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Esophageal Cancer Treatment (PDQ®): Treatment - Health Professional Information [NCI] - Treatment Option Overview

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Surgical treatment of resectable esophageal cancers results in 5-year survival rates of 5% to 30%, with higher survival rates in patients with early-stage cancers. This is associated with a less than 10% operative mortality rate.[11] In an attempt to avoid this perioperative mortality and to relieve dysphagia, definitive radiation therapy in combination with chemotherapy has been studied. A Radiation Therapy Oncology Group randomized trial (RTOG-8501) of chemotherapy and radiation therapy versus radiation therapy alone resulted in an improvement in 5-year survival for the combined modality group (27% vs. 0%).[12][Level of evidence: 1iiA] An eight-year follow-up of this trial demonstrated an overall survival (OS) rate of 22% for patients receiving chemoradiation therapy.[12] An Eastern Cooperative Oncology Group trial (EST-1282) of 135 patients showed that chemotherapy plus radiation provided a better 2-year survival rate than radiation therapy alone,[13] which was similar to that shown in the Intergroup trial.[12][Level of evidence: 1iiA] In an attempt to improve upon the results of RTOG-8501, Intergroup-0123 (RTOG-9405) randomly assigned 236 patients with localized esophageal tumors to chemoradiation with high-dose radiation therapy (64.8 Gy) and four monthly cycles of fluorouracil (5-FU) and cisplatin versus conventional-dose radiation therapy (50.4 Gy) and the same chemotherapy schedule.[14] Although originally designed to accrue 298 patients, this trial was closed in 1999 after a planned interim analysis showed that it was statistically unlikely that there would be any advantage to using high-dose radiation. At 2 years' median follow-up, no statistical differences were observed between the high-dose and conventional-dose radiation therapy arms in median survival (13 months vs. 18 months), 2-year survival (31% vs. 40%), or local/regional failures (56% vs. 52%).[14][Level of evidence: 1iiA]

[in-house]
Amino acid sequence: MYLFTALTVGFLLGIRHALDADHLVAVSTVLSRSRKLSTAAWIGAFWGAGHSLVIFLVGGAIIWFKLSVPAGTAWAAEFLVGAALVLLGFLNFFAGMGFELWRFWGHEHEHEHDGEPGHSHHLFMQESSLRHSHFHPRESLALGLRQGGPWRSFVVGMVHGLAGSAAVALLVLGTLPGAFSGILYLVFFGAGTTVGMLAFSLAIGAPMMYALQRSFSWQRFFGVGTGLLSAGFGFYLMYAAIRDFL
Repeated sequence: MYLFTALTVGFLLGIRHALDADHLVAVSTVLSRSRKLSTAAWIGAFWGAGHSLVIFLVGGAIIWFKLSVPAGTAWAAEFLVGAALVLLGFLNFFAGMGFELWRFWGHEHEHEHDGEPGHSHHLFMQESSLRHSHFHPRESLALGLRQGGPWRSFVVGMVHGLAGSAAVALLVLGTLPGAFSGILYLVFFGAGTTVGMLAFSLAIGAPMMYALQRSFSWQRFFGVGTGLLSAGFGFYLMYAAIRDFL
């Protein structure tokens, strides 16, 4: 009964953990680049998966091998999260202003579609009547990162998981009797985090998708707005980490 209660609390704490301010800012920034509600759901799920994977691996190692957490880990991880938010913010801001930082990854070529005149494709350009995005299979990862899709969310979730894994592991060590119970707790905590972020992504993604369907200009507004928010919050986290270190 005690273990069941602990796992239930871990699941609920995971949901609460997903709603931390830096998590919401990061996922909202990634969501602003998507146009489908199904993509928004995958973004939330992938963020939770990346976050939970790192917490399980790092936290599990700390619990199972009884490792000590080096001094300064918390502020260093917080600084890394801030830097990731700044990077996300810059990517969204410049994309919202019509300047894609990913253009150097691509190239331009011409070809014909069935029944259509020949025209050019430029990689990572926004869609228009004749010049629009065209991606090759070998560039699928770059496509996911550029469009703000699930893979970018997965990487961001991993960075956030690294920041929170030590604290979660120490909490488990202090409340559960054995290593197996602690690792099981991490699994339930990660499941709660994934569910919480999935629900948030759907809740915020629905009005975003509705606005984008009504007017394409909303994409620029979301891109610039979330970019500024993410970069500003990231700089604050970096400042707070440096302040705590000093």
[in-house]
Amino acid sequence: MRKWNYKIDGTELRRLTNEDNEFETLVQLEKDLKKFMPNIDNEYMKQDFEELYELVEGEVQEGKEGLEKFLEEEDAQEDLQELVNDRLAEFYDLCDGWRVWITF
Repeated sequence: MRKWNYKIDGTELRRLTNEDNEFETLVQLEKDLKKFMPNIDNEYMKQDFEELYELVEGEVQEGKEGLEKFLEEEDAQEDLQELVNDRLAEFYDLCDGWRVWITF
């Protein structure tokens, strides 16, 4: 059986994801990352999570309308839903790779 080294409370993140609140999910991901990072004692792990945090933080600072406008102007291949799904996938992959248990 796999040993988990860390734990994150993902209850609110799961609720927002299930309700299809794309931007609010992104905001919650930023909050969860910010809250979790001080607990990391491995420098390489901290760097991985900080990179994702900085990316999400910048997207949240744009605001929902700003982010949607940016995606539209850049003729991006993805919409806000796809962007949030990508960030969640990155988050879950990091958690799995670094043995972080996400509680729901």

Preoperative Chemoradiation Therapy

Chemoradiation followed by surgery is a standard treatment option for patients with stages IB, II, III, and IVA esophageal cancer, based on the results of several randomized trials.

The ongoing CROSS (NCT01498289) study randomly assigned 366 patients with resectable esophageal or junctional cancers to receive either surgery alone or weekly administration of carboplatin (dose titrated to achieve an AUC [area under the curve] of 2 mg/mL/minute) and paclitaxel (50 mg/m2 of BSA [body surface area]) and concurrent radiation therapy (41.4 Gy in 23 fractions) administered over 5 weeks.[15][Level of evidence: 1iiA] The majority of the patients enrolled in the study have adenocarcinoma (75%).

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